In 1984, when “Elizabeth Warren — Cherokee” was cooking up a storm, the young Obama was still trying to figure out his name: He’d been “Barry” up till then. According to his recently discovered New York girlfriend, back when she dated him he was “BAR-ack,” emphasis on the first syllable, as in barracks, which is how his dad was known back in Kenya. Later in the Eighties, he decided “BAR-ack” was too British, and modified it to “Ba-RACK.” Some years ago, on Fox News, Bob Beckel criticized me for mispronouncing Barack Obama’s name. My mistake. All I did was say it the way they’ve always said it back in Kenya. But Obama himself didn’t finally decide what his name was or how to say it until he was pushing 30. In the shifting sands of identity, he picked his crabs carefully.

“I suppose he’d had the name ready for a long time, even then,” says Nick Carraway in The Great Gatsby. “His parents were shiftless and unsuccessful farm people — his imagination had never really accepted them as his parents at all. The truth was that Jay Gatsby of West Egg, Long Island, sprang from his Platonic conception of himself. . . . So he invented just the sort of Jay Gatsby that a seventeen-year-old boy would be likely to invent, and to this conception he was faithful to the end.”

In a postmodern America, the things that Gatsby attempted to fake — an elite schooling — Obama actually had; the things that Gatsby attempted to obscure — the impoverished roots — merely add to Obama’s luster. Gatsby claimed to have gone to Oxford, but nobody knew him there because he never went; Obama had a million bucks’ worth of elite education at Occidental, Columbia, and Harvard Law, and still nobody knew him (“Fox News contacted some 400 of his classmates and found no one who remembered him”). In that sense, Obama out-Gatsbys Gatsby…

21 May 2012

$225,000 Lamborghini With Unskilled Driver

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How embarrassing!

20 May 2012

Obama Mysteries

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click on image for larger version

Hat tip to Roger Kimball

20 May 2012

New Steak Cut

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Gizmodo has the news on a new cut of steak that before long will be coming to the meat counter near you.

A self-proclaimed Meat Geek has teamed up with Oklahoma State University to devise the first new style of steak in years.

“The Vegas Strip Steak is the latest and perhaps last steak to be found from the beef carcass,” said Jacob Nelson, a value-added meat processing specialist (and owner of the best job title of all time) at the Robert M. Kerr Food & Agricultural Products Center of Oklahoma State University. The Vegas Strip is the brainchild of Tony Mata, of industry group Mata & Associates, who approached Nelson and the FAPC for help developing the cut. “Initially, the cut was labeled as undervalued,” Mata told the Drovers Cattle Network. “Whenever we can take a muscle and turn it into a steak rather than grinding it or selling it as a roast, we are adding value to the carcass.”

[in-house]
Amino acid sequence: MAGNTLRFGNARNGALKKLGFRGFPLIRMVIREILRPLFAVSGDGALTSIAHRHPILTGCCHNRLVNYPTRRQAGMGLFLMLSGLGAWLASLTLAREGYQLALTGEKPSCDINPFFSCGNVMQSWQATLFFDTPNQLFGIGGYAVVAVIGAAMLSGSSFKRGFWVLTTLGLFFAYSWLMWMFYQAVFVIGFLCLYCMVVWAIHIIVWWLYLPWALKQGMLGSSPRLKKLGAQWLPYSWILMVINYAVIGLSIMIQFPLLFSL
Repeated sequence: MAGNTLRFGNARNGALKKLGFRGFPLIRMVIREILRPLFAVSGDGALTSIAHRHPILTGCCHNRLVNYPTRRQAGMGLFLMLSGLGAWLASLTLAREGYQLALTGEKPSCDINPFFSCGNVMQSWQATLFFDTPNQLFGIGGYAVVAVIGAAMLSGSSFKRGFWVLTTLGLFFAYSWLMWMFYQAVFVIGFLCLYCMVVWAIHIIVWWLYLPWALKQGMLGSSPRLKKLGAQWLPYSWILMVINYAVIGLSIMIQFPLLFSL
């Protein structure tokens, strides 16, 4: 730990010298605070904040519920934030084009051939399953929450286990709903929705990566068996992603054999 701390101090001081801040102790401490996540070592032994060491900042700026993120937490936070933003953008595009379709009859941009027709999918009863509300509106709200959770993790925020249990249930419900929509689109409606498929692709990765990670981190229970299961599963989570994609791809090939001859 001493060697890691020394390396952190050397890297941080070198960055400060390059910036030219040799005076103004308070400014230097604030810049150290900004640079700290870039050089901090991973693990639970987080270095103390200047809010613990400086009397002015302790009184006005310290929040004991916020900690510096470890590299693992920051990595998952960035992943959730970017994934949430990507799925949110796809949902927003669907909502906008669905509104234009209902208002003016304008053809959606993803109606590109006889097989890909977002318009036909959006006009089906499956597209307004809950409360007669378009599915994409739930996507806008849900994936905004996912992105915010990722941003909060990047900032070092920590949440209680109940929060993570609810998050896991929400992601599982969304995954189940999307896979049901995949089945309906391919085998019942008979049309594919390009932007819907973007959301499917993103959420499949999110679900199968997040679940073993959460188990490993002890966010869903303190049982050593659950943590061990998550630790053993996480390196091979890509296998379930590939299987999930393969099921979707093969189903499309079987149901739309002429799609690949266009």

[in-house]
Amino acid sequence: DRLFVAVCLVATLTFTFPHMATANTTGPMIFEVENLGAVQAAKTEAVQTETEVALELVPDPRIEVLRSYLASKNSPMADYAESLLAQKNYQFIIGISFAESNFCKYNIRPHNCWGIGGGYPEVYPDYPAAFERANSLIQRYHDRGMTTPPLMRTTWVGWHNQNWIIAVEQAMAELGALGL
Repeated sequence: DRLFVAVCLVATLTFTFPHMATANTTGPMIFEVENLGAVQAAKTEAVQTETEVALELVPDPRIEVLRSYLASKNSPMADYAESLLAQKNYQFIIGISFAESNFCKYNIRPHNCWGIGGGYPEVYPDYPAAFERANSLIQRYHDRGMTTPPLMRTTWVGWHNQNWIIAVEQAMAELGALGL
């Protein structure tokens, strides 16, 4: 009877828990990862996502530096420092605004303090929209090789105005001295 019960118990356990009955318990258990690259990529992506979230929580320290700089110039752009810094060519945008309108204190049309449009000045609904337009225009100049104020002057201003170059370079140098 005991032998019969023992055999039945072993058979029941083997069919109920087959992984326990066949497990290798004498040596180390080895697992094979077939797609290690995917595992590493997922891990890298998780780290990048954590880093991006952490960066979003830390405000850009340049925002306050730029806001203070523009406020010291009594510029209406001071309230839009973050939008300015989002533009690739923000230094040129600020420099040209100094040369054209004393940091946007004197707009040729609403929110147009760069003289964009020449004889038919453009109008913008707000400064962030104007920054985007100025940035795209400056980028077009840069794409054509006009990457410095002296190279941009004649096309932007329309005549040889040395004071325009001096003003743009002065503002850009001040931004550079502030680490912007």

The steak itself weighs in at about 14 ounces and can be portioned out as small as 4 ounces. The taste, tenderness, and flavor are reportedly akin to a New York Strip or Flat Iron cut. “The tenderness of the Vegas Strip Steak is comparable to the New York Strip Steak,” said Mata. “It does not require aging or marinating to achieve tenderness and its visual appeal enhances the steak eater’s overall enjoyment.” …

Most interesting is the fact that this new cut of meat apparently counts as intellectual property, replete with its own licensing and a patent on the cut’s fabrication. Mata and Gresh have yet to reveal where, exactly, the cut comes from but they’ve already lined up national suppliers so we should be getting a taste of Vegas at the local butcher shop soon.

20 May 2012

Animated History of Europe

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From a Bulgarian source, an animated history of Europe from the Early Middle Ages showing how countries and empires came and went and boundaries changed. Look at what happened to Lithuania!

19 May 2012

Ten Foreign Words

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I hate the slideshow format, whose only purpose is to extract as many clicks as possible out of you to up that website’s stats, but this one does have some amusing offerings worth a look. Example: (German) Backpfeifengesicht “a face in need of a good slap.”

19 May 2012

Amusing Photo

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click on picture for larger image

This came my way on Facebook without attribution or explanation. I tried researching it with small success. The photo clearly comes from Russia, and that front goose looking sideways is a Photoshop addition.